We have previously discussed the shocking rollback of free speech in France in the name of combating hate and intolerant speech. The latest fine was imposed on Jean-Marie Le Pen, the father of French conservative presidential candidate Marine Le Pen. His crime was calling Roma “smelly.” It was an offensive and prejudiced comment but the criminal prosecution of such insults demonstrates the slippery slope that France is now on — a slope that inevitably leaves to greater and greater speech control. This is the ninth time that Le Pen has been prosecuted for the crime of insulting other people or groups.
Le Pen, 88, was ordered to pay 5,000 euros for a inciting hate and making racist statements at a press conference in Nice in 2013. On July 4, 2013, Le Pen stated “It appears you have a problem with several hundred Roma who have an irritating and, let’s say, smelly presence in this city [Nice].”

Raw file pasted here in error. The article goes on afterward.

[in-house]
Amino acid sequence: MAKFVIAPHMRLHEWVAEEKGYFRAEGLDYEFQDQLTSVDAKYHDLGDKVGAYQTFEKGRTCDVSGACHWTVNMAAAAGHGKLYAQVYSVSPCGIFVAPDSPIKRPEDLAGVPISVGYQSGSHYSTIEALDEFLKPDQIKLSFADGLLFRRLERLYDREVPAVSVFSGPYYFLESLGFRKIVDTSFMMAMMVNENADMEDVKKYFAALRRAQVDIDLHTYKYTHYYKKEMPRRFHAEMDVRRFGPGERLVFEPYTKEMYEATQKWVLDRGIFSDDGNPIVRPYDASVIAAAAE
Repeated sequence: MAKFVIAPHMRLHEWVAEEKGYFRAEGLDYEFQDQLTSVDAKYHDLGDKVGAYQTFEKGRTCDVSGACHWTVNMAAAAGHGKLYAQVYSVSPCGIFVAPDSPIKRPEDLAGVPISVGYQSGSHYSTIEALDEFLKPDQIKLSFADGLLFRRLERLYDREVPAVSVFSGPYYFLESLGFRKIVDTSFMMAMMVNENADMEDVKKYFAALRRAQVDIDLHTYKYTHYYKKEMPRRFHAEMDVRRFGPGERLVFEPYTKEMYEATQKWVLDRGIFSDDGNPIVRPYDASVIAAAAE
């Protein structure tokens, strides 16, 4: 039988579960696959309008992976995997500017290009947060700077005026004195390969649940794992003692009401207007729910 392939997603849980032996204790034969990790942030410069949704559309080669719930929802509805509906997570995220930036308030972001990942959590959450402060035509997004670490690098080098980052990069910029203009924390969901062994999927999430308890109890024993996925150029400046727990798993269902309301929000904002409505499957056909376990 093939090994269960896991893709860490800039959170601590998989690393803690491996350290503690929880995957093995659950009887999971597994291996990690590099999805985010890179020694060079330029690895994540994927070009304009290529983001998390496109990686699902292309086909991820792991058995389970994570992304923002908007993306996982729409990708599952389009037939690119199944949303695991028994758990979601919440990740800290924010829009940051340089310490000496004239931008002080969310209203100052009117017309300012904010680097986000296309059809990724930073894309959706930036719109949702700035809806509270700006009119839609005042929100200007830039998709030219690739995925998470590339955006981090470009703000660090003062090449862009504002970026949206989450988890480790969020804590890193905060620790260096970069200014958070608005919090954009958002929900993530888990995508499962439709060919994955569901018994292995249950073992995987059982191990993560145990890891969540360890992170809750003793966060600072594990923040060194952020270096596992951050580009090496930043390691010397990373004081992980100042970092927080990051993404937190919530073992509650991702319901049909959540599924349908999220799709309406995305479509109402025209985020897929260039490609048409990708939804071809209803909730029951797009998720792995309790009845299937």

We have previously discussed the alarming rollback on free speech rights in the West, particularly in France (here and here and here and here and here and here) and England ( here and here and here and here and here and here and here and here and here and here and here). Much of this trend is tied to the expansion of hate speech and non-discrimination laws. We have even seen comedians targeted with such court orders under this expanding and worrisome trend. (here and here). Now a recent complaint filed by a professor against Home Secretary Amber Rudd illustrates vividly how hate speech has become for some people an extension of political disagreements. The complaint by Prof Joshua Silver, an astrophysicist, will not result in any serious investigation but it was recorded as a hate crime allegation under the existing standards. We previously discussed the criminal charges brought against a conservative Dutch politician.
The French are now prosecuting insulting name-calling as criminal matters. Once on that slippery slope, what constitutes insulting language becomes a fluid concept based on changing sensibilities and majoritarian values. The result is a chilling effect on all speech. The solution to bad speech is more speech. Many rightfully denounced Le Pen for his comments. That is the guarantee of free speech — not that people will be silenced but rather refuted in their espousing bigotry.